pages =	{9:1--9:30},
  series =	{Leibniz International Proceedings in Informatics (LIPIcs)},
  ISBN =	{978-3-95977-111-5},
  ISSN =	{1868-8969},
  year =	{2019},
  volume =	{134},
  editor =	{Donaldson, Alastair F.},
  publisher =	{Schloss Dagstuhl -- Leibniz-Zentrum f{\"u}r Informatik},
  address =	{Dagstuhl, Germany},
  URL =		{https://drops.dagstuhl.de/entities/document/10.4230/LIPIcs.ECOOP.2019.9},
  URN =		{urn:nbn:de:0030-drops-108011},
  doi =		{10.4230/LIPIcs.ECOOP.2019.9},
  annote =	{Keywords: WebAssembly, program logic, separation logic, soundness, mechanisation}
}
Document
Strong Logic for Weak Memory: Reasoning About Release-Acquire Consistency in Iris (Artifact)

Authors: Jan-Oliver Kaiser, Hoang-Hai Dang, Derek Dreyer, Ori Lahav, and Viktor Vafeiadis

Published in: DARTS, Volume 3, Issue 2, Special Issue of the 31st European Conference on Object-Oriented Programming (ECOOP 2017)


Abstract
This artifact provides the soundness proofs for the encodings in Iris the RSL and GPS logics, as well as the verification for all standard examples known to be verifiable in those logics. All of these proofs are formalized in Coq, which is the main content of this artifact. The formalization is provided in a virtual machine for the convenience of testing, but can also be built from source.

Cite as

Jan-Oliver Kaiser, Hoang-Hai Dang, Derek Dreyer, Ori Lahav, and Viktor Vafeiadis. Strong Logic for Weak Memory: Reasoning About Release-Acquire Consistency in Iris (Artifact). In Special Issue of the 31st European Conference on Object-Oriented Programming (ECOOP 2017). Dagstuhl Artifacts Series (DARTS), Volume 3, Issue 2, pp. 15:1-15:2, Schloss Dagstuhl - Leibniz-Zentrum für Informatik (2017)


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@Article{kaiser_et_al:DARTS.3.2.15,
  author =	{Kaiser, Jan-Oliver and Dang, Hoang-Hai and Dreyer, Derek and Lahav, Ori and Vafeiadis, Viktor},
  title =	{{Strong Logic for Weak Memory: Reasoning About Release-Acquire Consistency in Iris (Artifact)}},
  pages =	{15:1--15:2},
  journal =	{Dagstuhl Artifacts Series},
  ISSN =	{2509-8195},
  year =	{2017},
  volume =	{3},
  number =	{2},
  editor =	{Kaiser, Jan-Oliver and Dang, Hoang-Hai and Dreyer, Derek and Lahav, Ori and Vafeiadis, Viktor},
  publisher =	{Schloss Dagstuhl -- Leibniz-Zentrum f{\"u}r Informatik},
  address =	{Dagstuhl, Germany},
  URL =		{https://drops.dagstuhl.de/entities/document/10.4230/DARTS.3.2.15},
  URN =		{urn:nbn:de:0030-drops-72966},
  doi =		{10.4230/DARTS.3.2.15},
  annote =	{Keywords: weak memory models, release-acquire, concurrency, separation logic}
}
Document
Strong Logic for Weak Memory: Reasoning About Release-Acquire Consistency in Iris

Authors: Jan-Oliver Kaiser, Hoang-Hai Dang, Derek Dreyer, Ori Lahav, and Viktor Vafeiadis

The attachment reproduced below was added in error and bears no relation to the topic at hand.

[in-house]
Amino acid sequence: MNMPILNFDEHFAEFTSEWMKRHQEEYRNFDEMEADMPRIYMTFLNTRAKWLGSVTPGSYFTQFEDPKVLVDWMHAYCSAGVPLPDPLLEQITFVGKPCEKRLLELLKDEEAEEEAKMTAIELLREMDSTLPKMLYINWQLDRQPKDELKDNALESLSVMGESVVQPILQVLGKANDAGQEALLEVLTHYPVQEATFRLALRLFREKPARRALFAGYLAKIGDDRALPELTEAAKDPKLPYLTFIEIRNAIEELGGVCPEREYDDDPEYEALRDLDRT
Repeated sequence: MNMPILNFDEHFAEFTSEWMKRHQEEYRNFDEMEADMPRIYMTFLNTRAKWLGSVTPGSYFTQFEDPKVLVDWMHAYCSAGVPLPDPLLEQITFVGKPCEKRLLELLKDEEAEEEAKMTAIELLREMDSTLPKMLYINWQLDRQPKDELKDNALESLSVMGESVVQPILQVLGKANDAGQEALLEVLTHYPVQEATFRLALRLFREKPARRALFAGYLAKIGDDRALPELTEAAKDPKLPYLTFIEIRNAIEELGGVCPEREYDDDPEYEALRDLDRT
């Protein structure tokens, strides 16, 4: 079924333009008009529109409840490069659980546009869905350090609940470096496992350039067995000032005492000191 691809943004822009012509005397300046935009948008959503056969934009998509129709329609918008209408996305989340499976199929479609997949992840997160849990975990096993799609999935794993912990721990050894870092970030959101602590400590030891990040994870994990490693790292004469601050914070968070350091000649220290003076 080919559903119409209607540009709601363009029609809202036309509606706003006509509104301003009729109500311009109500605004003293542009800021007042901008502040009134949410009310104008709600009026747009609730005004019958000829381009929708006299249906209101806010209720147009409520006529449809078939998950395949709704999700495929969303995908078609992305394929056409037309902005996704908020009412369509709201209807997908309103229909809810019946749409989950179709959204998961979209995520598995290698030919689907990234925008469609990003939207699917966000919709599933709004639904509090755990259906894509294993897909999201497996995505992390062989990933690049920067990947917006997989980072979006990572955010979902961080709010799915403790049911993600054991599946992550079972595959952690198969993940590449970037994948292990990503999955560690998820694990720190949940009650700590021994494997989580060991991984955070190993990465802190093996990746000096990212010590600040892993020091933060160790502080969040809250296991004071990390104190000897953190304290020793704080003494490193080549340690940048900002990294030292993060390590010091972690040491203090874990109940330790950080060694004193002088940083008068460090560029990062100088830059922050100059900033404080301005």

Published in: LIPIcs, Volume 74, 31st European Conference on Object-Oriented Programming (ECOOP 2017)


Abstract
The field of concurrent separation logics (CSLs) has recently undergone two exciting developments: (1) the Iris framework for encoding and unifying advanced higher-order CSLs and formalizing them in Coq, and (2) the adaptation of CSLs to account for weak memory models, notably C11's release-acquire (RA) consistency. Unfortunately, these developments are seemingly incompatible, since Iris only applies to languages with an operational interleaving semantics, while C11 is defined by a declarative (axiomatic) semantics. In this paper, we show that, on the contrary, it is not only feasible but useful to marry these developments together. Our first step is to provide a novel operational characterization of RA+NA, the fragment of C11 containing RA accesses and "non-atomic" (normal data) accesses. Instantiating Iris with this semantics, we then derive higher-order variants of two prominent RA+NA logics, GPS and RSL. Finally, we deploy these derived logics in order to perform the first mechanical verifications (in Coq) of several interesting case studies of RA+NA programming. In a nutshell, we provide the first foundationally verified framework for proving programs correct under C11's weak-memory semantics.

Cite as

Jan-Oliver Kaiser, Hoang-Hai Dang, Derek Dreyer, Ori Lahav, and Viktor Vafeiadis. Strong Logic for Weak Memory: Reasoning About Release-Acquire Consistency in Iris. In 31st European Conference on Object-Oriented Programming (ECOOP 2017). Leibniz International Proceedings in Informatics (LIPIcs), Volume 74, pp. 17:1-17:29, Schloss Dagstuhl - Leibniz-Zentrum für Informatik (2017)


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@InProceedings{kaiser_et_al:LIPIcs.ECOOP.2017.17,
  author =	{Kaiser, Jan-Oliver and Dang, Hoang-Hai and Dreyer, Derek and Lahav, Ori and Vafeiadis, Viktor},
  title =	{{Strong Logic for Weak Memory: Reasoning About Release-Acquire Consistency in Iris}},
  booktitle =	{31st European Conference on Object-Oriented Programming (ECOOP 2017)},
  pages =	{17:1--17:29},
  series =	{Leibniz International Proceedings in Informatics (LIPIcs)},
  ISBN =	{978-3-95977-035-4},
  ISSN =	{1868-8969},
  year =	{2017},
  volume =	{74},
  editor =	{M\"{u}ller, Peter},
  publisher =	{Schloss Dagstuhl -- Leibniz-Zentrum f{\"u}r Informatik},
  address =	{Dagstuhl, Germany},
  URL =		{https://drops.dagstuhl.de/entities/document/10.4230/LIPIcs.ECOOP.2017.17},
  URN =		{urn:nbn:de:0030-drops-72753},
  doi =		{10.4230/LIPIcs.ECOOP.2017.17},
  annote =	{Keywords: Weak memory models, release-acquire, concurrency, separation logic}